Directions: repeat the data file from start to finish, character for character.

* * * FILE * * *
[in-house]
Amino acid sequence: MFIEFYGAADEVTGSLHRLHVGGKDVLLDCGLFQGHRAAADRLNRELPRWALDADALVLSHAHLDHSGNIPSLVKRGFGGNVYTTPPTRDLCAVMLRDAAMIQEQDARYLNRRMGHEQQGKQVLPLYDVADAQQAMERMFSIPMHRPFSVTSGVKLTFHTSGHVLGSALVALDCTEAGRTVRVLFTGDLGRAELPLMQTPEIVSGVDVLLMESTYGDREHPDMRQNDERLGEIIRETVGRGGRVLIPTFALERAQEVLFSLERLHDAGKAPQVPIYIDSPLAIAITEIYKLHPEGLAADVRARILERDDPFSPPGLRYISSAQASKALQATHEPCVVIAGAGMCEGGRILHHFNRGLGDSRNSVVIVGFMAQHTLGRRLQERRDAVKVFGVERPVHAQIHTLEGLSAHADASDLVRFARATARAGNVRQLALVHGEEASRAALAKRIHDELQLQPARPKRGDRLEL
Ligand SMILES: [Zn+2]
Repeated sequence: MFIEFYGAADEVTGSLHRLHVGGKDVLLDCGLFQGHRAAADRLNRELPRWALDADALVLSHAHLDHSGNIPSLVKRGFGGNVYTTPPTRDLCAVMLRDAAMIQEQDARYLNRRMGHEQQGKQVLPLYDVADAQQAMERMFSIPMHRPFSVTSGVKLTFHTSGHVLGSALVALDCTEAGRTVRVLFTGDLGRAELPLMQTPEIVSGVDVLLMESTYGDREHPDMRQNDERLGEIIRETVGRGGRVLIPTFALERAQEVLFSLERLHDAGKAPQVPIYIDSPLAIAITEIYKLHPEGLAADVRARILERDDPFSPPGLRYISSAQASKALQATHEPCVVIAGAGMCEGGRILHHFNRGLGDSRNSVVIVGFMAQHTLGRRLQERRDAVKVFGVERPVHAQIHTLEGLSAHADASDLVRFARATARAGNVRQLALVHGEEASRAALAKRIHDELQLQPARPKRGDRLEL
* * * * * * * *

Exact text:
[in-house]
Amino acid sequence: MFIEFYGAADEVTGSLHRLHVGGKDVLLDCGLFQGHRAAADRLNRELPRWALDADALVLSHAHLDHSGNIPSLVKRGFGGNVYTTPPTRDLCAVMLRDAAMIQEQDARYLNRRMGHEQQGKQVLPLYDVADAQQAMERMFSIPMHRPFSVTSGVKLTFHTSGHVLGSALVALDCTEAGRTVRVLFTGDLGRAELPLMQTPEIVSGVDVLLMESTYGDREHPDMRQNDERLGEIIRETVGRGGRVLIPTFALERAQEVLFSLERLHDAGKAPQVPIYIDSPLAIAITEIYKLHPEGLAADVRARILERDDPFSPPGLRYISSAQASKALQATHEPCVVIAGAGMCEGGRILHHFNRGLGDSRNSVVIVGFMAQHTLGRRLQERRDAVKVFGVERPVHAQIHTLEGLSAHADASDLVRFARATARAGNVRQLALVHGEEASRAALAKRIHDELQLQPARPKRGDRLEL
Ligand SMILES: [Zn+2]
Repeated sequence: MFIEFYGAADEVTGSLHRLHVGGKDVLLDCGLFQGHRAAADRLNRELPRWALDADALVLSHAHLDHSGNIPSLVKRGFGGNVYTTPPTRDLCAVMLRDAAMIQEQDARYLNRRMGHEQQGKQVLPLYDVADAQQAMERMFSIPMHRPFSVTSGVKLTFHTSGHVLGSALVALDCTEAGRTVRVLFTGDLGRAELPLMQTPEIVSGVDVLLMESTYGDREHPDMRQNDERLGEIIRETVGRGGRVLIPTFALERAQEVLFSLERLHDAGKAPQVPIYIDSPLAIAITEIYKLHPEGLAADVRARILERDDPFSPPGLRYISSAQASKALQATHEPCVVIAGAGMCEGGRILHHFNRGLGDSRNSVVIVGFMAQHTLGRRLQERRDAVKVFGVERPVHAQIHTLEGLSAHADASDLVRFARATARAGNVRQLALVHGEEASRAALAKRIHDELQLQPARPKRGDRLEL